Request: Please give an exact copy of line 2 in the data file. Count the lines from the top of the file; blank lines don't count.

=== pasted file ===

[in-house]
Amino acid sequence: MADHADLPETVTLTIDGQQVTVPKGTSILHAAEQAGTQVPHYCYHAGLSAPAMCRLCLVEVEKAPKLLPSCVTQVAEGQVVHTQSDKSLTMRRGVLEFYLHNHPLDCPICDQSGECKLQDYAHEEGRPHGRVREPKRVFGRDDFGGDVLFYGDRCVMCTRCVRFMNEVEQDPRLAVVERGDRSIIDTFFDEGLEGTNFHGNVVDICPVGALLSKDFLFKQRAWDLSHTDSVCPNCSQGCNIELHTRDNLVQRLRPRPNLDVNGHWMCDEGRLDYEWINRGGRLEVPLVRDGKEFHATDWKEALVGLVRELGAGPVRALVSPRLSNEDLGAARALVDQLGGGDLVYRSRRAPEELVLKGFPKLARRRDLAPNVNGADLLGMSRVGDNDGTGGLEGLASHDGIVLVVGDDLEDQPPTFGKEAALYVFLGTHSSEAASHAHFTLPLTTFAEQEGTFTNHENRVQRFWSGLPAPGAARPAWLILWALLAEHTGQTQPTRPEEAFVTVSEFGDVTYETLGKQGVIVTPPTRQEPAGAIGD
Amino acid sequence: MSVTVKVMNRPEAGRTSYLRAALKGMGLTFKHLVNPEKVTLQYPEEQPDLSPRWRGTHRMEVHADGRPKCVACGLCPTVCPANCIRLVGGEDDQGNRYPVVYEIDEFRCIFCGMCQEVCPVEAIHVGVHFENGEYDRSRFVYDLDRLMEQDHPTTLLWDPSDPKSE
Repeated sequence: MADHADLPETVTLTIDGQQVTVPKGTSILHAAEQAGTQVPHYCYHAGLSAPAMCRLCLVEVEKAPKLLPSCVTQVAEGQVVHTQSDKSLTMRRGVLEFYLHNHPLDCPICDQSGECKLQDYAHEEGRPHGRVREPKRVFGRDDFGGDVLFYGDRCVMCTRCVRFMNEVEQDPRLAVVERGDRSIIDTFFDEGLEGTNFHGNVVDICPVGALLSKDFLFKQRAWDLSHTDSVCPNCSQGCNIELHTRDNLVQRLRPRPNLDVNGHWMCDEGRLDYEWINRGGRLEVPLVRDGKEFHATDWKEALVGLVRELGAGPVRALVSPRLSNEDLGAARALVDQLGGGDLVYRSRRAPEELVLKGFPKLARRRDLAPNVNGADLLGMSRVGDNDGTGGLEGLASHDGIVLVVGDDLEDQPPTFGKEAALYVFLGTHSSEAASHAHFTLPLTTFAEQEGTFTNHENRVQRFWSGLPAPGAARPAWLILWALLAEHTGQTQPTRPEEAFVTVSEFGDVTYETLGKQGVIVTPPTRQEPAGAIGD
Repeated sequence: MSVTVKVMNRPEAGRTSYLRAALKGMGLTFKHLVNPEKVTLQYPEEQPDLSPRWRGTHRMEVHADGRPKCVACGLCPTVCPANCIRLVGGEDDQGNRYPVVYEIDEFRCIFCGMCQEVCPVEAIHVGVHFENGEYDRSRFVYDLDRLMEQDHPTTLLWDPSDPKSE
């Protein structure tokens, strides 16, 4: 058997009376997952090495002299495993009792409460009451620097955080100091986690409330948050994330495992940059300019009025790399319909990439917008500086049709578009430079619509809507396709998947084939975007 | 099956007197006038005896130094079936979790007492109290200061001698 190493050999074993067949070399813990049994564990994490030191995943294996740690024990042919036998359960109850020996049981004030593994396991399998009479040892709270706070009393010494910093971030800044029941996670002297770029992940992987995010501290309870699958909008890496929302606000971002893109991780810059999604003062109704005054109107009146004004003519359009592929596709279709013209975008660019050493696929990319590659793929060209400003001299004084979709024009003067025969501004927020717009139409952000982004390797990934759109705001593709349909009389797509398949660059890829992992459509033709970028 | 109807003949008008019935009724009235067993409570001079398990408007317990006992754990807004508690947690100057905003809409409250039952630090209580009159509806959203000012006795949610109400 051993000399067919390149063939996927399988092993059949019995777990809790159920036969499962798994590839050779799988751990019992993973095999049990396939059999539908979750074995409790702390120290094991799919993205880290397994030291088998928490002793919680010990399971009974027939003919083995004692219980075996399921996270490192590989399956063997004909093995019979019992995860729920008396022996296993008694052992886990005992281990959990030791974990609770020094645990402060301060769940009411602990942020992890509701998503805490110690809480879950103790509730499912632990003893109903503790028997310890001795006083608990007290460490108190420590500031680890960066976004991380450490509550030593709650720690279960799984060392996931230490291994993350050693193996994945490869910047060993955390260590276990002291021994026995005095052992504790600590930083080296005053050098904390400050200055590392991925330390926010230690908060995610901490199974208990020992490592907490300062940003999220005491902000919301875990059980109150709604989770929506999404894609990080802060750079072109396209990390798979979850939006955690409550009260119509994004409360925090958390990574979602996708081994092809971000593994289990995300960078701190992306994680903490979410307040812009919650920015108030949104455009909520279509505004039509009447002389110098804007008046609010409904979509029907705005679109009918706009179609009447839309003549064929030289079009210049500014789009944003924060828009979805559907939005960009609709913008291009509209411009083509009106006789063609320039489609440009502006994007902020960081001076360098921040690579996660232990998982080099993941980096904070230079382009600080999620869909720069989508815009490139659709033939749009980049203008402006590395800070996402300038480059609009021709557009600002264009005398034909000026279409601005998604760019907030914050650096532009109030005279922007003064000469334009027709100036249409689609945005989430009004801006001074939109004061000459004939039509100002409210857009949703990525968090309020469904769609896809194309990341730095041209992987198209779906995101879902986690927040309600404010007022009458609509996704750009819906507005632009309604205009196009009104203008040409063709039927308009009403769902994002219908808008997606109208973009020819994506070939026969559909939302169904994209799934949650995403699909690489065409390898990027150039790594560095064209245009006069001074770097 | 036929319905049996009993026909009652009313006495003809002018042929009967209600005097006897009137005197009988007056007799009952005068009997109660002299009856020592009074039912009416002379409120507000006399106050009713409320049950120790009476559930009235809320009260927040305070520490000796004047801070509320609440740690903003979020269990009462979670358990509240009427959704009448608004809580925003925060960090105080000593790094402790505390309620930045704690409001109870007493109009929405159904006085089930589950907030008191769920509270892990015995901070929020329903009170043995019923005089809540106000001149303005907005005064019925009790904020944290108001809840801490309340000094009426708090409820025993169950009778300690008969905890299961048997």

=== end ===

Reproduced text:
Amino acid sequence: MADHADLPETVTLTIDGQQVTVPKGTSILHAAEQAGTQVPHYCYHAGLSAPAMCRLCLVEVEKAPKLLPSCVTQVAEGQVVHTQSDKSLTMRRGVLEFYLHNHPLDCPICDQSGECKLQDYAHEEGRPHGRVREPKRVFGRDDFGGDVLFYGDRCVMCTRCVRFMNEVEQDPRLAVVERGDRSIIDTFFDEGLEGTNFHGNVVDICPVGALLSKDFLFKQRAWDLSHTDSVCPNCSQGCNIELHTRDNLVQRLRPRPNLDVNGHWMCDEGRLDYEWINRGGRLEVPLVRDGKEFHATDWKEALVGLVRELGAGPVRALVSPRLSNEDLGAARALVDQLGGGDLVYRSRRAPEELVLKGFPKLARRRDLAPNVNGADLLGMSRVGDNDGTGGLEGLASHDGIVLVVGDDLEDQPPTFGKEAALYVFLGTHSSEAASHAHFTLPLTTFAEQEGTFTNHENRVQRFWSGLPAPGAARPAWLILWALLAEHTGQTQPTRPEEAFVTVSEFGDVTYETLGKQGVIVTPPTRQEPAGAIGD